Windows 7 includes Speech Recognition that lets you control your computer by voice. In addition, you can dictate your text into various programs such as Microsoft Word leaving you a little more hands-free. You can open menu items, toolbars, dialog boxes, and have text typed in using your own voice. In other words, your computer is literally at your command.

To start Speech Recognition, click Start, Control Panel, Ease of Access then Speech Recognition. Select the Start Speech Recognition option. The first time you use Speech Recognition, Windows 7 walks you through the process of setting up your microphone and provides a speech tutorial that helps you get started.

You can also train your computer to better understand you and improve speech recognition accuracy. The more your computer knows about your particular style of speaking and the sounds in your environment, the more accurate it will be. Using the Voice Training Wizard, Windows 7 collects voice samples from you so that it can adjust to your particular speaking style.

On-screen Keyboard

Another accessibility option included with Windows 7 is the on-screen keyboard. You might find this option handy if you have impairments or if your normal keyboard is under repair. To open the onscreen keyboard for the current session, open the Ease of Access Center and select the Start On-Screen Keyboard option. A nifty little keyboard immediately appears on your screen.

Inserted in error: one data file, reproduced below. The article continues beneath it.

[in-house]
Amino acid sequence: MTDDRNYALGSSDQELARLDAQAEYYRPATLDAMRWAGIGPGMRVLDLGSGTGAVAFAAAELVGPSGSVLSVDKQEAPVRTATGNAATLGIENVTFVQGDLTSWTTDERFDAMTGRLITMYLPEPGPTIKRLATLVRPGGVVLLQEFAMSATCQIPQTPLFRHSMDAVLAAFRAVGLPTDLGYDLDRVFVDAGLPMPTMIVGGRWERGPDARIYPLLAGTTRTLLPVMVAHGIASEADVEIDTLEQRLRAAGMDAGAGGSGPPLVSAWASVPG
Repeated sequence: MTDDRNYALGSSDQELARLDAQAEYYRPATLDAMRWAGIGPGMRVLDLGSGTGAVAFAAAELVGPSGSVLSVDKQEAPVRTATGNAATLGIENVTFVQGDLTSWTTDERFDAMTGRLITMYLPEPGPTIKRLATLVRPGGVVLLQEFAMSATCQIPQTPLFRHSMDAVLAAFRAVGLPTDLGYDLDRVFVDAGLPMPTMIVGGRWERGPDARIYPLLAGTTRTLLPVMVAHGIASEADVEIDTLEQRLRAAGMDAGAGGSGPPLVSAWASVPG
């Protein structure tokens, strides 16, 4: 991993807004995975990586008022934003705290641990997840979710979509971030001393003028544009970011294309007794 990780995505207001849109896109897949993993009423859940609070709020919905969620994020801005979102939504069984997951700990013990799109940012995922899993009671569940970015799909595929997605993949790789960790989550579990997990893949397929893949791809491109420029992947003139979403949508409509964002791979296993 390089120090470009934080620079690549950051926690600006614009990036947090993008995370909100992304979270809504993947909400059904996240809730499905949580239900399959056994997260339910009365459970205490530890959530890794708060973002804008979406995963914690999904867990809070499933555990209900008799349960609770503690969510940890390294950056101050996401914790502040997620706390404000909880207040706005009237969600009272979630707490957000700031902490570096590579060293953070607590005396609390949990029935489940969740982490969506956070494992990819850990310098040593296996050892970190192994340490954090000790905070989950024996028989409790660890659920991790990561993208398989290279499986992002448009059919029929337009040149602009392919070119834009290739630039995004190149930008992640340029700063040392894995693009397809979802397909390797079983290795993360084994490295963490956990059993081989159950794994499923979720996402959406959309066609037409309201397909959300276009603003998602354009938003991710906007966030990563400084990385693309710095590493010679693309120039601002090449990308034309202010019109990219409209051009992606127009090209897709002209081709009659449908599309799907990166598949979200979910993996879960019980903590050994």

You can also tell Windows to launch the onscreen keyboard each time you log on to the computer. Within the Ease of Access Center, under Explore all settings, click use the computer without a mouse or keyboard. Select the Use On-screen Keyboard and click Save.

Once the keyboard is open, you can further configure the layout. From the On-Screen Keyboard, click the Keyboard menu, and select any of the following layout options:

  • Enhanced Keyboard
  • Standard Keyboard
  • Regular Keyboard
  • Block Layout
  • 101 keys
  • 102 keys
  • 106 keys

The on-screen keyboard runs in three different modes which control how you enter data into the keyboard:

  • Clicking mode — In clicking mode, you simply click the on-screen keys.
  • Scanning mode — In scanning mode, you use a hot key or a switch-input device to type highlighted characters.
  • Hovering mode — In hovering mode, you simply use your mouse to point to a key, which is then typed.

You can change the mode by selecting the Settings menu from within the on-screen keyboard, clicking Typing Mode and choosing the mode you want to use.